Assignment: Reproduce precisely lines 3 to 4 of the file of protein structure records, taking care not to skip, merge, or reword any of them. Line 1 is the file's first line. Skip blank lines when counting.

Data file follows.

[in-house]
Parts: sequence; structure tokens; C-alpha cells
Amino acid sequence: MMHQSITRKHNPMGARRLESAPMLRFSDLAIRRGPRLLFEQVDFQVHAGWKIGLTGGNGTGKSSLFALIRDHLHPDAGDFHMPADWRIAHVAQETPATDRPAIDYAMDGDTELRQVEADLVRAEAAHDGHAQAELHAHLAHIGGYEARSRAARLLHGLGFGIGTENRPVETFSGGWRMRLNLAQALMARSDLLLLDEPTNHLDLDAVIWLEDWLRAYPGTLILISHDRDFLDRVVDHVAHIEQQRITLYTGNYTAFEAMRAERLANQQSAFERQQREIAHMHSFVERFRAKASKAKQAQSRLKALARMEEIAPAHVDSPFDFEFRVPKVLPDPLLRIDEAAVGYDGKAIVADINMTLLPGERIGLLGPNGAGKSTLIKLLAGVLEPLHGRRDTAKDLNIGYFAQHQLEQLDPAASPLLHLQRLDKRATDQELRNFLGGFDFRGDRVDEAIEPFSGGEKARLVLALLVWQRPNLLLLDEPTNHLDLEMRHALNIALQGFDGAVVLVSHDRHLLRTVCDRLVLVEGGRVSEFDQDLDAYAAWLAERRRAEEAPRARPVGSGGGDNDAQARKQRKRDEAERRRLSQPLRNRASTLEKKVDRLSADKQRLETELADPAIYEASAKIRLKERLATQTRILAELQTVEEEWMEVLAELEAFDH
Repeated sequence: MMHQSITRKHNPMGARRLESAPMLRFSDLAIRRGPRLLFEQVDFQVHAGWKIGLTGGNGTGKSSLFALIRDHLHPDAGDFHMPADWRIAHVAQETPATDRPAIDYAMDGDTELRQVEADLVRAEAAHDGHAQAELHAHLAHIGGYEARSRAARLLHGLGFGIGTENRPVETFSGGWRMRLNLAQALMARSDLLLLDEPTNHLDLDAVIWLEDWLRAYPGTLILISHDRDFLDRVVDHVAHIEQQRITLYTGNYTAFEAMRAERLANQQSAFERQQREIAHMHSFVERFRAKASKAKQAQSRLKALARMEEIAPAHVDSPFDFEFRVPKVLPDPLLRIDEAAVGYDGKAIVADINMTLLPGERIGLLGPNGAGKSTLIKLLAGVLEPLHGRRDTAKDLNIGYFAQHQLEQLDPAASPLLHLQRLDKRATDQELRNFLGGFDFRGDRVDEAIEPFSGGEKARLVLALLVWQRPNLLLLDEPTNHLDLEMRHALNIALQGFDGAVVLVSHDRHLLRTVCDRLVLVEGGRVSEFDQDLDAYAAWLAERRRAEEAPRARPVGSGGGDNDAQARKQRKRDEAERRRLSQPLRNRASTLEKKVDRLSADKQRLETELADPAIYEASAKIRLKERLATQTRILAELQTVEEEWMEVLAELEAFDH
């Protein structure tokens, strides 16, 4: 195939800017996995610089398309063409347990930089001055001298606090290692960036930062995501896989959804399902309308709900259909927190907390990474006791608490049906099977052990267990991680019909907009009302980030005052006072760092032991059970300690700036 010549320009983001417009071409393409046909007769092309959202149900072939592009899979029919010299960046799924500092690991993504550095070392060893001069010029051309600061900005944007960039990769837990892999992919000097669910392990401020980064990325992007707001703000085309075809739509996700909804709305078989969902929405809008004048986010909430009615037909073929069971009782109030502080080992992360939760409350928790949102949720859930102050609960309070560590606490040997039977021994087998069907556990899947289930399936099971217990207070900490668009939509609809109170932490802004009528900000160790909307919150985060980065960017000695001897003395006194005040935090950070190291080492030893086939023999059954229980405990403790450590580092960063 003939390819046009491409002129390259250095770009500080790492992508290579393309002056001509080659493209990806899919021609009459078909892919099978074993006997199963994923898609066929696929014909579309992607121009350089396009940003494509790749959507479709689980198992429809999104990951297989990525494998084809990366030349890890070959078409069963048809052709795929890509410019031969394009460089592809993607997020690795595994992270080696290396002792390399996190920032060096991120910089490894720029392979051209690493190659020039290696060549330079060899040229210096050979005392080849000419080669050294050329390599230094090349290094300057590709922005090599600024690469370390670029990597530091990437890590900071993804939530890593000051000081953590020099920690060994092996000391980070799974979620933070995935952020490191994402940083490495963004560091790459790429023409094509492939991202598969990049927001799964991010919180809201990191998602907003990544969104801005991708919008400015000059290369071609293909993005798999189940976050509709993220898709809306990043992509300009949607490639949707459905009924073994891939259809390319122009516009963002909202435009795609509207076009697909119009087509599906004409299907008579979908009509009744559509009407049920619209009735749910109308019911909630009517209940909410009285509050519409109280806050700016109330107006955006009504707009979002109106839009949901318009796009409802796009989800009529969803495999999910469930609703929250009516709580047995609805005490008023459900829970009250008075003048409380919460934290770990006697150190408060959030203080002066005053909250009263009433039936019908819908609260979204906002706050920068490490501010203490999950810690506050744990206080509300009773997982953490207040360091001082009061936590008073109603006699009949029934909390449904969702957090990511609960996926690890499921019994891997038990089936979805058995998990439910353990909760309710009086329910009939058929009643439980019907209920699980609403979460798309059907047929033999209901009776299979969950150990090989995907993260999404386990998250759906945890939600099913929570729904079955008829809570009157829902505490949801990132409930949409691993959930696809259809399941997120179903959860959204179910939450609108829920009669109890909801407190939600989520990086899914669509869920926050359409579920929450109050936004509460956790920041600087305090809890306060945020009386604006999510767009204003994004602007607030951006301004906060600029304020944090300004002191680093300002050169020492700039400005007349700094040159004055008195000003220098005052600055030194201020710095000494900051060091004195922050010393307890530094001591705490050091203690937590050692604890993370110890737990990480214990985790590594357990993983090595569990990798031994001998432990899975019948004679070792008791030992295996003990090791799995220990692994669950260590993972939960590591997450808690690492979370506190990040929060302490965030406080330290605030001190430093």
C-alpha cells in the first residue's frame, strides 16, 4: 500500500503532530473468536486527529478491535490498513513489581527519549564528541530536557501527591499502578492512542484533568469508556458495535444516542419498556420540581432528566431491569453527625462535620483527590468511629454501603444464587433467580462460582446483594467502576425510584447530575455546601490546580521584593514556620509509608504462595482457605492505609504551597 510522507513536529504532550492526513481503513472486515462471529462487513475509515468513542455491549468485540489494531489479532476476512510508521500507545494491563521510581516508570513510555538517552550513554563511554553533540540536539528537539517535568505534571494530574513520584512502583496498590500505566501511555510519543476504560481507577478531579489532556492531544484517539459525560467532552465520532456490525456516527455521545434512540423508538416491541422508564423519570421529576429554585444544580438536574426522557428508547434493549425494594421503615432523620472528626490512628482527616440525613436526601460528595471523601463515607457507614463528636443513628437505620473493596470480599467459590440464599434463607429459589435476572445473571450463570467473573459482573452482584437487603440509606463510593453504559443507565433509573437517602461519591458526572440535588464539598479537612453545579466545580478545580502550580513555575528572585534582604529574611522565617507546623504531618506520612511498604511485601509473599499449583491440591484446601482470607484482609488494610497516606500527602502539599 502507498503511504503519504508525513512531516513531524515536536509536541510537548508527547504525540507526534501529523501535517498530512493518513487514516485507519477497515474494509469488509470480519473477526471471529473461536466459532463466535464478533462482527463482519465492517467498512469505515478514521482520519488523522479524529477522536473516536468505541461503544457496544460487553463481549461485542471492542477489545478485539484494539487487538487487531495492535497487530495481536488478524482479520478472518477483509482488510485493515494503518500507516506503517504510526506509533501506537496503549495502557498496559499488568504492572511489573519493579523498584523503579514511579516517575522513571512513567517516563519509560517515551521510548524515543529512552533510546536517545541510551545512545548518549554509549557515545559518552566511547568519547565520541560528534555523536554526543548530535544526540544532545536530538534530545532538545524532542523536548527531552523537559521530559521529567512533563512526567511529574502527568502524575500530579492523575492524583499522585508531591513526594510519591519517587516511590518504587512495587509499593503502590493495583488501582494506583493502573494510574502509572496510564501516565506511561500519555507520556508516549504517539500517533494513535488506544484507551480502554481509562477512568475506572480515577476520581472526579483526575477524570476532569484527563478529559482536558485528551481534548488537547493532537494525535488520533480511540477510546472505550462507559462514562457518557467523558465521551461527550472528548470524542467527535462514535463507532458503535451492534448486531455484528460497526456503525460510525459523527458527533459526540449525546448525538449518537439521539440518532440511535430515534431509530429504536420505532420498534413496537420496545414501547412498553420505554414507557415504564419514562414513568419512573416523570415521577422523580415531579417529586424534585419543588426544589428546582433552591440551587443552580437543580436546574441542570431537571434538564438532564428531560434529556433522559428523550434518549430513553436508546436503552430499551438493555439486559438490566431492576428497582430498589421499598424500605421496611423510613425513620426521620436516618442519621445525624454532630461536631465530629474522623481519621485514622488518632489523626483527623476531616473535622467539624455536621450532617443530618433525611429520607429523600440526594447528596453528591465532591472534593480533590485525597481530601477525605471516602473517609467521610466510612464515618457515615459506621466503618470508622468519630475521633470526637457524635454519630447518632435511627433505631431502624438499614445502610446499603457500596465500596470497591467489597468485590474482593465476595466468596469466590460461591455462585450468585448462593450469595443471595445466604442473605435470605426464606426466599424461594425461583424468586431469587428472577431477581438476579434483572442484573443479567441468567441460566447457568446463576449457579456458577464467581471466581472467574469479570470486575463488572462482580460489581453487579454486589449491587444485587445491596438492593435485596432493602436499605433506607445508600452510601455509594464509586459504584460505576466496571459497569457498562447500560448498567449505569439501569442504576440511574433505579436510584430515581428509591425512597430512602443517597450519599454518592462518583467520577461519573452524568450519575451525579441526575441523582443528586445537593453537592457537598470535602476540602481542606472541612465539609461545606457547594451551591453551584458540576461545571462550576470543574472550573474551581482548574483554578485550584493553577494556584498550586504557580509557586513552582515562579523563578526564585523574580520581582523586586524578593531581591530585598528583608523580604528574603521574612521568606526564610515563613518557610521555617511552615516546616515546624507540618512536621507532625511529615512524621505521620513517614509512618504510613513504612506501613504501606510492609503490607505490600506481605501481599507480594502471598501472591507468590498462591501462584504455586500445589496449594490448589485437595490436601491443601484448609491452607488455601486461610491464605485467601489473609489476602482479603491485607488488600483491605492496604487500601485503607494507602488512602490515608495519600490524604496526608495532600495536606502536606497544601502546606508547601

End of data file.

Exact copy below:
Amino acid sequence: MMHQSITRKHNPMGARRLESAPMLRFSDLAIRRGPRLLFEQVDFQVHAGWKIGLTGGNGTGKSSLFALIRDHLHPDAGDFHMPADWRIAHVAQETPATDRPAIDYAMDGDTELRQVEADLVRAEAAHDGHAQAELHAHLAHIGGYEARSRAARLLHGLGFGIGTENRPVETFSGGWRMRLNLAQALMARSDLLLLDEPTNHLDLDAVIWLEDWLRAYPGTLILISHDRDFLDRVVDHVAHIEQQRITLYTGNYTAFEAMRAERLANQQSAFERQQREIAHMHSFVERFRAKASKAKQAQSRLKALARMEEIAPAHVDSPFDFEFRVPKVLPDPLLRIDEAAVGYDGKAIVADINMTLLPGERIGLLGPNGAGKSTLIKLLAGVLEPLHGRRDTAKDLNIGYFAQHQLEQLDPAASPLLHLQRLDKRATDQELRNFLGGFDFRGDRVDEAIEPFSGGEKARLVLALLVWQRPNLLLLDEPTNHLDLEMRHALNIALQGFDGAVVLVSHDRHLLRTVCDRLVLVEGGRVSEFDQDLDAYAAWLAERRRAEEAPRARPVGSGGGDNDAQARKQRKRDEAERRRLSQPLRNRASTLEKKVDRLSADKQRLETELADPAIYEASAKIRLKERLATQTRILAELQTVEEEWMEVLAELEAFDH
Repeated sequence: MMHQSITRKHNPMGARRLESAPMLRFSDLAIRRGPRLLFEQVDFQVHAGWKIGLTGGNGTGKSSLFALIRDHLHPDAGDFHMPADWRIAHVAQETPATDRPAIDYAMDGDTELRQVEADLVRAEAAHDGHAQAELHAHLAHIGGYEARSRAARLLHGLGFGIGTENRPVETFSGGWRMRLNLAQALMARSDLLLLDEPTNHLDLDAVIWLEDWLRAYPGTLILISHDRDFLDRVVDHVAHIEQQRITLYTGNYTAFEAMRAERLANQQSAFERQQREIAHMHSFVERFRAKASKAKQAQSRLKALARMEEIAPAHVDSPFDFEFRVPKVLPDPLLRIDEAAVGYDGKAIVADINMTLLPGERIGLLGPNGAGKSTLIKLLAGVLEPLHGRRDTAKDLNIGYFAQHQLEQLDPAASPLLHLQRLDKRATDQELRNFLGGFDFRGDRVDEAIEPFSGGEKARLVLALLVWQRPNLLLLDEPTNHLDLEMRHALNIALQGFDGAVVLVSHDRHLLRTVCDRLVLVEGGRVSEFDQDLDAYAAWLAERRRAEEAPRARPVGSGGGDNDAQARKQRKRDEAERRRLSQPLRNRASTLEKKVDRLSADKQRLETELADPAIYEASAKIRLKERLATQTRILAELQTVEEEWMEVLAELEAFDH